If the record-breaking sequels weren’t already enough, Lucasfilm has decided to come up with spin-offs that take place after the prequels but before the original trilogy. First we had Rogue One, about how the rebels got the plans for the Death Star, and now Solo, focusing on the past of one of cinema’s most beloved heroes. I can’t say these Star Wars Stories are the strongest of the franchise (though definitely better than the George Lucas prequels), but they’ve still got plenty for fans to enjoy. I still feel that these spin-offs are missing the heart and emotional strength that the main installments currently have, but so far they have the right mix of fun and nostalgia to be worth the trip to the theaters especially for fans, and Solo is no exception. It’s got plenty of entertaining action sequences and brings back some of the memorable characters we love from the original films, which includes not only Han and Chewie but also Lando Calrissian. Alden Ehrenreich, who you may remember from the Coen brothers’ recent work Hail, Caesar!, doesn’t perfectly capture everything Harrison Ford brought to the role but on his own he carries the movie with charm and spirit. The bar is set high for a performance of a legendary character from a legendary actor, and it’s tough when you’re expected to imitate another performance, and though he’s nowhere near as charismatic and fun as Ford was so brilliantly, he still was a good choice and did a nice job bringing the adventurous sense to the character. Also great is Donald Glover as Lando, who’s probably the standout of the film, as he gives a strong interpretation of the character with also lots of enjoyment to him. Woody Harrelson is always great, and here is no exception and Beckett, and Emilia Clarke as Q’ira is a well-realized partner and anchor for Solo’s character. Also worth-noting are Phoebe Waller-Bridge and Jon Favreau in noteworthy voice roles, and of course, don’t forget to be on the lookout for the once again lovable and awesome wookie Chewbacca.

Ron Howard directs Solo with a beautifully realized visual style and excellent CG-planets and settings created in front of your eyes. The cinematography and color palette is marvelously done and the screen is always filled with wondrous settings and creatures. The action is very entertaining, from heists to chases on the Falcon, some moments will definitely have you on the edge of your seat. Despite the fun action, filmmaking, and cast, I feel this movie could’ve used stronger writing. We see how Han does things like meeting Chewie and Lando, as well as getting the Falcon, but most of the notable events that Han does in the movie have already been explained through exposition in the original trilogy. There isn’t much change for Han on an emotional level to justify why we need this movie to precede the original film. I expected to learn more that’s new about Han that we haven’t learned about already and that’s important to know about his past, but nothing really powerful impacts Han on a substantial level that brings him to be the person we’ve come to know in the originals. Despite a connection to a lover that is established well, there aren’t too many strong character relationships that he has, and some of the story arcs aren’t really figured out by the end and feel a little contradictory to what’s set up earlier. There’s also a cameo at the end that shocked me but doesn’t do much else other than set up who knows how many more spin-offs.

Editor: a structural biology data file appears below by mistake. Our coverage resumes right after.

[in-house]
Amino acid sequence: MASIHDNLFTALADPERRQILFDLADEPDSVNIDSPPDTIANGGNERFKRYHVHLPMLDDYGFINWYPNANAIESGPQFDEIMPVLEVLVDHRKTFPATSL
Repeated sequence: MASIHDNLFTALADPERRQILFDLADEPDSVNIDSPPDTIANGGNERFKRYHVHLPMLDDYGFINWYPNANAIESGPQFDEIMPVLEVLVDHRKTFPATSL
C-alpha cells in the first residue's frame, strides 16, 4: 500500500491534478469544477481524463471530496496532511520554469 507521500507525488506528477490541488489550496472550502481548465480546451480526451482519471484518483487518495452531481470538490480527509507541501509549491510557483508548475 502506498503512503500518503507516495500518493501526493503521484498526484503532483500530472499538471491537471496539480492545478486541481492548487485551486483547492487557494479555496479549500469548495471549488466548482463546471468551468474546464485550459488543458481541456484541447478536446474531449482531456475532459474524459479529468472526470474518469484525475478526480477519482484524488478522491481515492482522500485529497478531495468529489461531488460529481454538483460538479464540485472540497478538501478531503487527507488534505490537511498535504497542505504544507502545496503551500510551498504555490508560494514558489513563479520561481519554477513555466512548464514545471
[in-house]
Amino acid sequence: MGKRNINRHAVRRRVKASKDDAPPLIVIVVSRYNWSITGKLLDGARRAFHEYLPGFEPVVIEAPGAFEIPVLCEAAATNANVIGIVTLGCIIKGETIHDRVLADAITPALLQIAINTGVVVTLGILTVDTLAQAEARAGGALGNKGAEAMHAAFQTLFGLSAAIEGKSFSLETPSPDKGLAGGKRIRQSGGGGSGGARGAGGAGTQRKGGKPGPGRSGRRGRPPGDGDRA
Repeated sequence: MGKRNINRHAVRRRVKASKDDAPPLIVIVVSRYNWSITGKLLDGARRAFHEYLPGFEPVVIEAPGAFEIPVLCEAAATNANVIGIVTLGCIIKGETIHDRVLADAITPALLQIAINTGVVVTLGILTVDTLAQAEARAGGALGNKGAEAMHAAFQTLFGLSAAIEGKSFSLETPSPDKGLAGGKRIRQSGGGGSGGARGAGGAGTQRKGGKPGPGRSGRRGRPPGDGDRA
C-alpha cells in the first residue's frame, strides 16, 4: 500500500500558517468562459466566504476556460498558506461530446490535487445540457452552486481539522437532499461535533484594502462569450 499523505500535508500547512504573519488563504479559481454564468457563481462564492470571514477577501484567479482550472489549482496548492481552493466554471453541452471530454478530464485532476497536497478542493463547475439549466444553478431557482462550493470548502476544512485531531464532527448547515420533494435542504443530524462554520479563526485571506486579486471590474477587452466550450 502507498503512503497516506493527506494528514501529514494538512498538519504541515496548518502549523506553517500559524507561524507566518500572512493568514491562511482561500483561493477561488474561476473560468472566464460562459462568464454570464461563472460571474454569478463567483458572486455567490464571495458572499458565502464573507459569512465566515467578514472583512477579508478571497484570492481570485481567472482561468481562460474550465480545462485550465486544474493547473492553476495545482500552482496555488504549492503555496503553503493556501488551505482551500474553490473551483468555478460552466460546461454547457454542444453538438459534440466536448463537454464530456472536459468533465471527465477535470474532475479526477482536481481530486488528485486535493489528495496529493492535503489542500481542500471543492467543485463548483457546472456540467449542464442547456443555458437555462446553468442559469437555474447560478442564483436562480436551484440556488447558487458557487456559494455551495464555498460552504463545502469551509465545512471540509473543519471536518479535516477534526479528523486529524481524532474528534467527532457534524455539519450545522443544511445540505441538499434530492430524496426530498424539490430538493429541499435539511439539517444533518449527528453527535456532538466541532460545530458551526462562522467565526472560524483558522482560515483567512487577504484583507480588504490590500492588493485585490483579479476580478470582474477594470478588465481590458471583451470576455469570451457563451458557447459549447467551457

Solo is definitely a fun time that offers a lot of entertainment and many Star Wars fans like myself will enjoy, but I felt it was missing the strong script and heart that the sequel trilogy installments like The Force Awakens and The Last Jedi have both realized so fantastically. Solo misses some of its potential to be as great as I was hoping, and though it’s definitely a fun ride that I’d revisit sometime and future generations will enjoy watching along with the other films, doesn’t completely justify its existence and misses some emotional marks that I think it could’ve gone for (which I feel Rogue One missed some of as well). Definitely watch it if you’re a Star Wars fan, it’s a solid film with good work from Ron Howard and the cast, but it’s far from the franchise at its best like we’ve known to love it in the past.

A group of people standing in a row, in the middle stands Han Solo pointing his blaster. The background is divided into blocks resembling a cockpit window.